The Page curve tantalized physicists almost as much as the original information paradox. It showed that while physicists should still expect Hawking’s calculation to hold for quite a long time, it “has to go wrong eventually, and before you would expect it to,” based on other calculations, says Penington, the UC Berkeley physicist.

Still, many physicists wondered whether Page could really be right. “The Hawking calculation seemed very robust,” Penington says. To get something like the Page curve in a real black hole, “it seemed like you’d need something very radical.”

### The replica trick

For the last several decades, the challenge has been to calculate the Page curve in the full glory—or perhaps full brutality—of Einstein’s general theory of relativity, finally taking gravity into account.

And now physicists have done just that.

The result relies on the replica trick, a mathematical method for calculating entropy. In computing the entropy of a black hole and its radiation, physicists need to add up contributions from many different configurations of that system. That turns out to be practically impossible to do directly—if limited to one black hole.

If, on the other hand, they consider two copies of a black hole, each existing in a separate universe, and the radiation that both emit, the entropy is relatively easy to compute, says Almheiri, the IAS physicist. From this calculation physicists can infer what information would exist between a single black hole and its radiation. Within the context of the replica trick, information in the interior of one black hole can flow into the interior of the other, and this information flow becomes more important over time.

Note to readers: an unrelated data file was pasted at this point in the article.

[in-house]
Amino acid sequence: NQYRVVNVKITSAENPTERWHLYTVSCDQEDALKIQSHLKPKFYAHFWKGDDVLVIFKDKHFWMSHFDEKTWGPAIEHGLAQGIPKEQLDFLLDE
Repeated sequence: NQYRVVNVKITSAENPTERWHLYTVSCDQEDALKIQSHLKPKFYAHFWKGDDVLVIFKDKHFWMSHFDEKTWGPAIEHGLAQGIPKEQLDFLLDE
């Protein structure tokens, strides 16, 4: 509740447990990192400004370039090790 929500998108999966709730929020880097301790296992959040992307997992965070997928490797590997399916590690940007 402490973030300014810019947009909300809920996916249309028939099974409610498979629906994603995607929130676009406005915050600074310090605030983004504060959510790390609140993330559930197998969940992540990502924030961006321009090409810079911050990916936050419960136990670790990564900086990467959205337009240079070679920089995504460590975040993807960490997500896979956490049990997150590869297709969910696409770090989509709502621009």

Back in the regular universe, the finding makes precise an idea that had been suggested a few times in the last decade: The entropy in the connection between Hawking radiation outside the black hole and what’s left inside can actually affect the interior structure of the black hole. As Almheiri puts it, “there's an operation you can perform on the radiation outside that would create a cat inside.”

Of course, no one actually knows what they would have to do to the radiation outside an actual, real-world black hole to make a cat inside it. Nor do the latest calculations reveal exactly what radiation black holes produce or how that’s connected to what falls into them in the first place.

But most everyone agrees, it is significant progress. To Almheiri, “the paradox is not as severe as it once was.”

What’s more, examining exactly how the quantum calculations work in a wider range of circumstances could reveal something new about how a full quantum theory of gravity could work, Engelhardt says.

And even if it doesn’t, the possibility of resolving the information paradox is enticing. When Engelhardt and her collaborators first started studying it, she says, “I barely slept, it was so exciting. For the first time in a really long time, we’re making progress.”